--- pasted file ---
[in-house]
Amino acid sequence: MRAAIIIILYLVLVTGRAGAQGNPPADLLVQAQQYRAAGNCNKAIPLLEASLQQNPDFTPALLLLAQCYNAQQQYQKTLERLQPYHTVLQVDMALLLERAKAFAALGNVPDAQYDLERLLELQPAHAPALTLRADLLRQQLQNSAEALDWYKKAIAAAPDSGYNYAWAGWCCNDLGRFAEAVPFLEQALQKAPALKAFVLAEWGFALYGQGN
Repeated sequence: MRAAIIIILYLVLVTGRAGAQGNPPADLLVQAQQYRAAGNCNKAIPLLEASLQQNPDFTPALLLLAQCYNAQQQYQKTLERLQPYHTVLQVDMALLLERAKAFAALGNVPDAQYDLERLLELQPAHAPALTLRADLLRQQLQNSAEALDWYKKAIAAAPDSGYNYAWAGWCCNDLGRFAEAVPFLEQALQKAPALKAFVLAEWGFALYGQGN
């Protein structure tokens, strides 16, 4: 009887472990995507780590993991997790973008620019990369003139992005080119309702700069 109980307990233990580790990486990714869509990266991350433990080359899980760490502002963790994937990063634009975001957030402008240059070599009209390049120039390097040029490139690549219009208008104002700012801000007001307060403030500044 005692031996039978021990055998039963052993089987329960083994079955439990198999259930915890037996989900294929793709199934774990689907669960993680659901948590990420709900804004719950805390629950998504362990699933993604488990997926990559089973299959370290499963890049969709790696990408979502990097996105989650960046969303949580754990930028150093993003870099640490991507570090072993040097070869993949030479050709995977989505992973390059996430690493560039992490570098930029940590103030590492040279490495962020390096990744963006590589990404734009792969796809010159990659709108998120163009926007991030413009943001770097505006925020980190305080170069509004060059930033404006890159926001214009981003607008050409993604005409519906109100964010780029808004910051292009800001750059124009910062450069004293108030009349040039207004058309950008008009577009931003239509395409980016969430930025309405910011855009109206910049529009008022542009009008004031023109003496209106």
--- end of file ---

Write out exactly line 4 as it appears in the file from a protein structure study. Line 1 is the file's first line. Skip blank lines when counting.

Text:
């Protein structure tokens, strides 16, 4: 009887472990995507780590993991997790973008620019990369003139992005080119309702700069 109980307990233990580790990486990714869509990266991350433990080359899980760490502002963790994937990063634009975001957030402008240059070599009209390049120039390097040029490139690549219009208008104002700012801000007001307060403030500044 005692031996039978021990055998039963052993089987329960083994079955439990198999259930915890037996989900294929793709199934774990689907669960993680659901948590990420709900804004719950805390629950998504362990699933993604488990997926990559089973299959370290499963890049969709790696990408979502990097996105989650960046969303949580754990930028150093993003870099640490991507570090072993040097070869993949030479050709995977989505992973390059996430690493560039992490570098930029940590103030590492040279490495962020390096990744963006590589990404734009792969796809010159990659709108998120163009926007991030413009943001770097505006925020980190305080170069509004060059930033404006890159926001214009981003607008050409993604005409519906109100964010780029808004910051292009800001750059124009910062450069004293108030009349040039207004058309950008008009577009931003239509395409980016969430930025309405910011855009109206910049529009008022542009009008004031023109003496209106």